When JT suggested Anh + Chi for her birthday dinner, she was very passionate about the new eatery as she compared it to Ba Bar, her favourite hip Vietnamese restaurant in Seattle with delicious cocktails, where I happened to visit recently.
Arriving at the restaurant on Main and 18th, I suddenly realized this place used to be Pho Hoang, one of the oldest pho restaurants in Vancouver opened in 1983, which I visited a few times over the last 10 years. Soon I found out from chatting with Vincent, the show runner of the evening, that he took over Pho Hoang with his sister Amelie from their parents, and had an incredible makeover on the dining space and the food. I suddenly felt like being on the set of my favourite TV show, Restaurant Makeover. This is all very exciting!
Brother and Sister
According to Vincent, the new name of the restaurant means Brother and Sister in Vietnamese. The new establishment reflects how they, the 2nd generation Vietnamese Canadians, try to preserve an ethnic cuisine and its amazing culture, and also try to add their own personal views of hip and trends, making the food and the atmosphere much more vibrant and exciting. And they are benefited from the family business achievements – their cousins are actually running upscale Vietnamese spots like Tamarind Tree and Long Provincial in Seattle.
The interior and decors are stylish with a lot of organic colours from green plants and genuine wood furnishing. From the hand crafted wooden table to elegant dinnerware, the owner’s endeavour shows their attention to detail. The most impressive piece is probably the bar area with artistic patterns, showing some fine craftsmanship.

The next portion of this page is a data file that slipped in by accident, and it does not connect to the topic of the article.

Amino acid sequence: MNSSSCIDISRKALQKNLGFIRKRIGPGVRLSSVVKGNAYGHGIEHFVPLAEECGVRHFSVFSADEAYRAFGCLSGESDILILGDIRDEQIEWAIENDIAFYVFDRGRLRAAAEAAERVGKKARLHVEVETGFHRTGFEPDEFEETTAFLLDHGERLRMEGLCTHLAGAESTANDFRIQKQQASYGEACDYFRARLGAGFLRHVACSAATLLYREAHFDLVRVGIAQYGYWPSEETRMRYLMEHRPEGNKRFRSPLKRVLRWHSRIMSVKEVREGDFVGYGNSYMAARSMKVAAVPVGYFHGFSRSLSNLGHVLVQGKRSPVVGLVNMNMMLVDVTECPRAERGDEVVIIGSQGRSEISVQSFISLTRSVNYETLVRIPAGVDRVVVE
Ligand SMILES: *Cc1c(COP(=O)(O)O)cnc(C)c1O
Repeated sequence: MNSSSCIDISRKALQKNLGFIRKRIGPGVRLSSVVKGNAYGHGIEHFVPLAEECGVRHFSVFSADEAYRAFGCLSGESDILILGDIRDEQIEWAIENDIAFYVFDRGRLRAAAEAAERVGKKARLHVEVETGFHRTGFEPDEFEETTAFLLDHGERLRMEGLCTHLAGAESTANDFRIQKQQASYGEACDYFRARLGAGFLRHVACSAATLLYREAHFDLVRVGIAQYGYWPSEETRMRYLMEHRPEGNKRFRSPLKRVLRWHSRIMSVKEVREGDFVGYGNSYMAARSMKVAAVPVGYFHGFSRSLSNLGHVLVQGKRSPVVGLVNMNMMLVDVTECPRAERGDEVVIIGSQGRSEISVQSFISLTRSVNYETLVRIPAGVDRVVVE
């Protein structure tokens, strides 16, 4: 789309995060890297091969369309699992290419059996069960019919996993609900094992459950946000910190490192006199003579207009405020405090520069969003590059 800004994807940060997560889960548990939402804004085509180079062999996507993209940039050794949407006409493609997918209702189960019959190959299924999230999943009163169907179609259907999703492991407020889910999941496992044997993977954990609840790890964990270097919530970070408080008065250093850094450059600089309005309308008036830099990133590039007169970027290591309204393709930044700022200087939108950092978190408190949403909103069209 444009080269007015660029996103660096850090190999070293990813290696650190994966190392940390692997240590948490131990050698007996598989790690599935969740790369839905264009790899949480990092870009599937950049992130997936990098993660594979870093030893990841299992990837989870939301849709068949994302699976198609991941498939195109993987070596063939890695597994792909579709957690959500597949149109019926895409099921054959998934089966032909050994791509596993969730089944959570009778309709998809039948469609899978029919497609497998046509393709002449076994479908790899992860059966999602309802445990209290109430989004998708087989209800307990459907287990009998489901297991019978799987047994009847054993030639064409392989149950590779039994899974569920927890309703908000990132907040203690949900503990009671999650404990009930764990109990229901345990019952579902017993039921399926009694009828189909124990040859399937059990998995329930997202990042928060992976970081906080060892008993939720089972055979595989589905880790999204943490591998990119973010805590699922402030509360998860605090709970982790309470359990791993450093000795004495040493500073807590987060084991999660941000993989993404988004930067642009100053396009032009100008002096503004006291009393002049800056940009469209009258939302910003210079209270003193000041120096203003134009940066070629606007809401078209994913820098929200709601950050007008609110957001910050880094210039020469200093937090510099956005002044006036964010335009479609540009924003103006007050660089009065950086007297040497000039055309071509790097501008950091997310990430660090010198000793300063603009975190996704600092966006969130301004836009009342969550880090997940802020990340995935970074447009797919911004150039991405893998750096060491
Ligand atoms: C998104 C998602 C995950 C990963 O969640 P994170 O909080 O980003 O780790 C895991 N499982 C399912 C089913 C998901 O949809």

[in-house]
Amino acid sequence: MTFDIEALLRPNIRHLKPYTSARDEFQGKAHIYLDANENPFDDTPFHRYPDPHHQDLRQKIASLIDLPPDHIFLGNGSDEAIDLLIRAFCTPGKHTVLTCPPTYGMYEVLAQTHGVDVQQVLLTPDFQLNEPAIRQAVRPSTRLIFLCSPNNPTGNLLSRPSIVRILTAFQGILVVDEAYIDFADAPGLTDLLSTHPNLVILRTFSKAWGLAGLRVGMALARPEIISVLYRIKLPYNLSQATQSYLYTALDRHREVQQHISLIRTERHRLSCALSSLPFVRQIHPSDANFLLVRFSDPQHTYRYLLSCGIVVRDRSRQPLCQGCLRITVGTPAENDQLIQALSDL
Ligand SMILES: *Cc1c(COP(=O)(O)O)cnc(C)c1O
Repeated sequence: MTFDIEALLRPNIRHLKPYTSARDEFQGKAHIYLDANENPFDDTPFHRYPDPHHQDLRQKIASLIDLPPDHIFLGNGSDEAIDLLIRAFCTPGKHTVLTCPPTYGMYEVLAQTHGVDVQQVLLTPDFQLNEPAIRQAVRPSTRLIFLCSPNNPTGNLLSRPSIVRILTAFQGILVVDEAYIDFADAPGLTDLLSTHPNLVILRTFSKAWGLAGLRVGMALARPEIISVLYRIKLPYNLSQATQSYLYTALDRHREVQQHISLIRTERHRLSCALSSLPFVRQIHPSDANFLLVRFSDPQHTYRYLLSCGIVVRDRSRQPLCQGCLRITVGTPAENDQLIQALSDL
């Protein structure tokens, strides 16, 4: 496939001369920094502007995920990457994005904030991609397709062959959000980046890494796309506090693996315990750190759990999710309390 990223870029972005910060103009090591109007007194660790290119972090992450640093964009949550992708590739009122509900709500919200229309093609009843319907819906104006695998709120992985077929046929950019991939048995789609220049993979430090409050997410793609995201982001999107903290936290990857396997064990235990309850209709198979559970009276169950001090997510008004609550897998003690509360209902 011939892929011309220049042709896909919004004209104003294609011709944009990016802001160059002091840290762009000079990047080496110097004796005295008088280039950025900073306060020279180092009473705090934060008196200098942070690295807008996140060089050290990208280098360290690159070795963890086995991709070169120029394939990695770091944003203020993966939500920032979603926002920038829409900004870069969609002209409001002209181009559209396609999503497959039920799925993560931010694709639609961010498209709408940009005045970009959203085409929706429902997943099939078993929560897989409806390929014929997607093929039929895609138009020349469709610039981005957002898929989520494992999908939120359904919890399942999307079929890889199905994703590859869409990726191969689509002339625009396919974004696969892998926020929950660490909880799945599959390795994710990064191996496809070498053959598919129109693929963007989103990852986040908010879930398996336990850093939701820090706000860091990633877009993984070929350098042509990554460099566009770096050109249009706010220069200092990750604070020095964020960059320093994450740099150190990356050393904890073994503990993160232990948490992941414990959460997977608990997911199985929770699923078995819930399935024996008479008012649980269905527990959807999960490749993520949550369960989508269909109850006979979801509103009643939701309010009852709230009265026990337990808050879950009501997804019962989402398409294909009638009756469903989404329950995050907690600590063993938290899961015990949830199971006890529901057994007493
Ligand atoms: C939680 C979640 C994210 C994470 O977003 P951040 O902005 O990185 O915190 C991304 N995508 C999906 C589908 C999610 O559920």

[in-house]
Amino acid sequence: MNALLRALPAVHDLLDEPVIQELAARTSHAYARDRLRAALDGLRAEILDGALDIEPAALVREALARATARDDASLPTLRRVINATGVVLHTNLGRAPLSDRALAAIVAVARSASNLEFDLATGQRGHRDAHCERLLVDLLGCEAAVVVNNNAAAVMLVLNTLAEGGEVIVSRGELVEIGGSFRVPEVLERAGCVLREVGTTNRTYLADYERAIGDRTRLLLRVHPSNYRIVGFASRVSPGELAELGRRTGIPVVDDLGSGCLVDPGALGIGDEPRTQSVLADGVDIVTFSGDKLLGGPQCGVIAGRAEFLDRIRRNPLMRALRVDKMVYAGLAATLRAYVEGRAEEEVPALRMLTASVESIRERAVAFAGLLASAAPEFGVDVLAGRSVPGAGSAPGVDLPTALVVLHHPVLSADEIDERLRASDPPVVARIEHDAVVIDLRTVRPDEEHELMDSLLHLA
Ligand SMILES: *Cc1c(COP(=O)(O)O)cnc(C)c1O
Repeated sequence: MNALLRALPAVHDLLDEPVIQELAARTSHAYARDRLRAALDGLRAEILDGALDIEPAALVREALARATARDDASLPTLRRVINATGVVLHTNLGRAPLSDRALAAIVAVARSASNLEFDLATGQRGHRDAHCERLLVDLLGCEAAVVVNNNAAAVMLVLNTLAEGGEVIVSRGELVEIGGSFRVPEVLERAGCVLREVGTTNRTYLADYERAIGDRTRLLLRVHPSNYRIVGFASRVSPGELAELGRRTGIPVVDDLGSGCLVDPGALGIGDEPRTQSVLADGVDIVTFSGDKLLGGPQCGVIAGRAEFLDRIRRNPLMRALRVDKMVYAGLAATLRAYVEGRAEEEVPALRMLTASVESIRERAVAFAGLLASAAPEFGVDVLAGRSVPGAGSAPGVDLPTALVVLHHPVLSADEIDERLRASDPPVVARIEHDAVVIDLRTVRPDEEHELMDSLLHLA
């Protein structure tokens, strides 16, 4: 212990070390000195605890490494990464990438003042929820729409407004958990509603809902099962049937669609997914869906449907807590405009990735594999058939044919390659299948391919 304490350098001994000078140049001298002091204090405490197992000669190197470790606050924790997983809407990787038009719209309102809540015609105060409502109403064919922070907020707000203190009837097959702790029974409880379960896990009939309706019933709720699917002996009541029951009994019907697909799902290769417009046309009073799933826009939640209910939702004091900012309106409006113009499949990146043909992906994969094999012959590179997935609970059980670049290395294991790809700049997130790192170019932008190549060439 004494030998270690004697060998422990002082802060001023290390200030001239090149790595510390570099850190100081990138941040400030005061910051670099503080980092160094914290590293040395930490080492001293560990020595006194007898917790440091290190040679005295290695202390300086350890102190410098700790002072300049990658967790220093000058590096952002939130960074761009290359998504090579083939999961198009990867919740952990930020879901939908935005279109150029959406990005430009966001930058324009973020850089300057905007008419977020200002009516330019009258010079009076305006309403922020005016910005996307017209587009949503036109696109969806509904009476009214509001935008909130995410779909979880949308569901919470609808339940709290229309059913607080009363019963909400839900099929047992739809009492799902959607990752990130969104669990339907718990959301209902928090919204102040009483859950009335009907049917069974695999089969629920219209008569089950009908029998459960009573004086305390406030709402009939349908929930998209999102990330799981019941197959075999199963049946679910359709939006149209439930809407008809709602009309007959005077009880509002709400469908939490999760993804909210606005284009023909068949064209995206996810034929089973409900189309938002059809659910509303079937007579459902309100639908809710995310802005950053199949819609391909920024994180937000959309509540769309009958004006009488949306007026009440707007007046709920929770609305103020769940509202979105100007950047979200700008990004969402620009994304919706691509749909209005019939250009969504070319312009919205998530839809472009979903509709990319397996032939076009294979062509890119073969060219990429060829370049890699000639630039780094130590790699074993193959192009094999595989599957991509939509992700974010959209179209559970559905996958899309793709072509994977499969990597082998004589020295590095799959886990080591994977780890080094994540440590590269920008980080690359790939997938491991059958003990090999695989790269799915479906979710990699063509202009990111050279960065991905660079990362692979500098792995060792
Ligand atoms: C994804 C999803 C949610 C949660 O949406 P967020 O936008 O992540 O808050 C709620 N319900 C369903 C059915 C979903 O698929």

The “pre” and “post-1975” cocktail choices were enticing with the whimsical names such as J’s Grass is Greener Here ($9), a post-1975 version of Pisco Sour with a Vietnamese twist, consisting of Pisco, Elderflower Liqueur, lemongrass, egg white, and lemon, and my Live & Let Live ($12), an attempt of reminiscing the pre-1975 French colonial night life, glamorously flavoured and coloured with Vanilla infused vodka, Chambord, passion fruit, lemon juice, and a shot of sparkling wine on the side. While the visuals were stunning, the flavours could be bolder in order to be a bit more memorable. But we did pleasantly enjoy sharing a pitcher of the Vietnamese Pimm’s & Limeade ($32), mixed with Pimm’s, Martini Bianco, fresh pineapple and dragonfruit, lemongrass, fresh lime, & a touch of coconut, which seemed perfect for such a warm sunny evening.
The menu here encourages sharing dishes for the full Vietnamese family style dining experience. We tried a few starter dishes, which again, were visually captivating.
Our first appetizer was the Gỏi Cuốn – Cay Me, or Hand Made Rice Paper Rolls with Tofu ($4), filled with fried organic tofu, lettuce, jicama, carrot, shredded coconut, roasted peanuts & mixed herbs, with light soy sauce on the side. The wrap was thin but everything was held well together. I loved the extra lettuce sticking out the salad roll, which looked whimsical, but also helped holding the roll much more easily.
The Lụi Nướng skewers ($3/each) looked too cute and pretty to be eaten. I particularly enjoyed the Beef on Lemongrass skewer, which was flavourful. And I thought the Baby Octopus one was slightly under cooked, which was possibly intentional. But with the baby octopus so tender, they could be cooked a bit more to have a slightly crunchier texture instead of a mushy and slimy one. But this is just my personal preference.
Ken and Yann shared the Cánh Gà ($11), the Vietnamese Style Fried Chicken Wings, cooked in butter, garlic, and chilli fish sauce, very similar to what I had at Ba Bar in Seattle, but seasoned better with less salt.